Watershed moment for Reforms as NLF convenes



MASERU – The drive to revamp the country’s creaking democratic institutions was escalated this week when political leaders met to peruse through the findings of outreach teams and expert opinions on key thematic areas.

Lesotho’s political leadership assessed consultant reports on the seven areas earmarked for reforms to determine if all the consolidated opinions and expert recommendations reflect Basotho’s views coined under the theme “The Lesotho We Want”.

The seven reports compiled under the auspices of the country’s reforms programme by legal and security experts, among others, are a consolidation of Basotho’s opinions on changes they envisage for the constitution, parliament, the judiciary, as well as public service, security, the economy and media sectors. The reports were attained through intensive in-district consultations conducted early this year.

Speaking at yesterday’s official opening of the National Leaders’ Forum (NLF), Minister of Communications, Science and Technology, Chief Thesele ’Maseribane, expressed satisfaction that all the experts engaged to consolidate and assimilate Basotho’s views were locals as which gave the process credence and testimony the reforms were Basotho-driven.

“We meet again today to advance further the reforms journey that Lesotho has embarked on, concerned with seven thematic areas being the Constitution and Parliament, as well as Judiciary, Security, Public Service, Economy and Media sectors,” ‘Maseribane said.

“We are very grateful for these expert reports and I must say on my part that I am content in my heart because the reports consolidating Basotho’s views were compiled by Basotho nationals. This is indication that we have experts from various fields in Lesotho.”

He added: “It is also clear that these reforms are being driven by Basotho in order to attain the Lesotho we want and its development. We need to hold hands, be of one voice and vision, for then nothing can stand in our way.”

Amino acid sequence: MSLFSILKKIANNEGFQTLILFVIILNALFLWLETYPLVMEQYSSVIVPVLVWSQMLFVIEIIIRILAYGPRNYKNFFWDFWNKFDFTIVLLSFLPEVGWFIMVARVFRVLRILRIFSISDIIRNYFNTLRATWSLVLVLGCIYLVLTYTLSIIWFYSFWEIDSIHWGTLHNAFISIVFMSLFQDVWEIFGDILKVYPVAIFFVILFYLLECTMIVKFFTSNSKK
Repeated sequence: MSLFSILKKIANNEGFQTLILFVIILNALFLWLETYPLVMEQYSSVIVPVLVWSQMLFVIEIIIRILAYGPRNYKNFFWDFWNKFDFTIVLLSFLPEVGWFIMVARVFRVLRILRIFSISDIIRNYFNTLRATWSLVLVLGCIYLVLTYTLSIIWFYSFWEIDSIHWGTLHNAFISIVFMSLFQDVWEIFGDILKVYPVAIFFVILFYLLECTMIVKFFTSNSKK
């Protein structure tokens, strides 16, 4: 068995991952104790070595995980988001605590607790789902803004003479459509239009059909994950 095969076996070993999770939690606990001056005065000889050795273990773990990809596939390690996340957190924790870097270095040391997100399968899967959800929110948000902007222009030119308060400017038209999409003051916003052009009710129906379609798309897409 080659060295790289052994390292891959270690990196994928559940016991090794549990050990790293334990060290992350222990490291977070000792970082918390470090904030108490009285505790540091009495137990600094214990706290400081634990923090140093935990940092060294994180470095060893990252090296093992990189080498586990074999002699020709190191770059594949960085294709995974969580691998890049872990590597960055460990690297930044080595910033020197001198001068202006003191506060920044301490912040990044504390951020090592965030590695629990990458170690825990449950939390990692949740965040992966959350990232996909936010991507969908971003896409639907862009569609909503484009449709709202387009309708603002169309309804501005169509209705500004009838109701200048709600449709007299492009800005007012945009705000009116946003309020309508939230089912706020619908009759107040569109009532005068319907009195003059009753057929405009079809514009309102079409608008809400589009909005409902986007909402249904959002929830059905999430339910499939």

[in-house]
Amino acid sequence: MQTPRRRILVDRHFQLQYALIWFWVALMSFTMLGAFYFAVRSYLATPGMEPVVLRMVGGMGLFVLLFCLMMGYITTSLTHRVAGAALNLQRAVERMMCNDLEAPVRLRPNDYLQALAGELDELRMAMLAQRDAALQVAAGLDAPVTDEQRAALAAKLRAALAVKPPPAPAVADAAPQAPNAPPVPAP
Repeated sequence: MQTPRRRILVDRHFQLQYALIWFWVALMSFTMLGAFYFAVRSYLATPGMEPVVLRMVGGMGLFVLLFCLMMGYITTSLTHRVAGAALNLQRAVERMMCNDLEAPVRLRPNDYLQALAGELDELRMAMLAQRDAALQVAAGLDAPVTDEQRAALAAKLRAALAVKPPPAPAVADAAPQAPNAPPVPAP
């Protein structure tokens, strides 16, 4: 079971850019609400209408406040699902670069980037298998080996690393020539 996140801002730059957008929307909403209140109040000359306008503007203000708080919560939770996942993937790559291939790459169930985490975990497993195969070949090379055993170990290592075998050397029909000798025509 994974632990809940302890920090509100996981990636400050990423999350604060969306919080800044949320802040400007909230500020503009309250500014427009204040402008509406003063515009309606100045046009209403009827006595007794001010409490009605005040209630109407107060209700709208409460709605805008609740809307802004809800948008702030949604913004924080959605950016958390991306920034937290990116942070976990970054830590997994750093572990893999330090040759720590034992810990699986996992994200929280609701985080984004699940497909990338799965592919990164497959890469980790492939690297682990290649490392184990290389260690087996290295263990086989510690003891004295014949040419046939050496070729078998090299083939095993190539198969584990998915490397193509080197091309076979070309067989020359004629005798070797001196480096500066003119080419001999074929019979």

Also present at the high table were the Special Envoy to the SADC Facilitator to Lesotho, retired Chief Justice Dikgang Moseneke, members of his entourage including moderator Ellen Molekane, as well as Dr Ntoi Rapapa who is the new Minister of Energy. The floor was dominated by political leaders including PFD’s Adv. Lekhetho Rakuoane, LCD’s Mothetjoa Metsing, DPL’s Limpho Tau and NIP’s Kimetso Mathaba, among others.

‘Maseribane said, “to get to this point has not been an easy journey” and further expressed the need to “approach these reforms neutrally and selflessly”.

“I want to take a walk down memory lane and remind each of you where this journey started, as well as he detours we have passed through. It is imperative that government reports back to Basotho on the challenges encountered in our reform journey to get to this point where we are implementing the reforms,” ‘Maseribane said.

“Government is doing this to enlighten Basotho about the reigning situation in the country and this we do without the intent to embarrass anyone. We only want to state facts without any bias.

“We will recall that we are counting on these reforms to help us attain lasting peace, stability, security and economic development for Lesotho. These reforms are blind to our political affiliation, or any other inclinations.

“These reforms are above everything and everyone, hence our approach should be neutral and selfless. As government we undertake to ensure that nothing will taint this process,” he added.

On his part, Moseneke also acknowledged the experts’ contribution to the progress made thus far and the ease with which they had consolidated Basotho’s views in a manner that was “assimilable and easy to absorb”.

“We have met here many times before. But the good news now is that we are so close. I would like single out the experts we have engaged, to engage with Basotho’s views which we gathered from different sectors and parts of the Kingdom, to process and synthesize them; and make them assimilable, easy to absorb,” Moseneke said.

Justice Moseneke further noted that “for the first time we are talking substance”.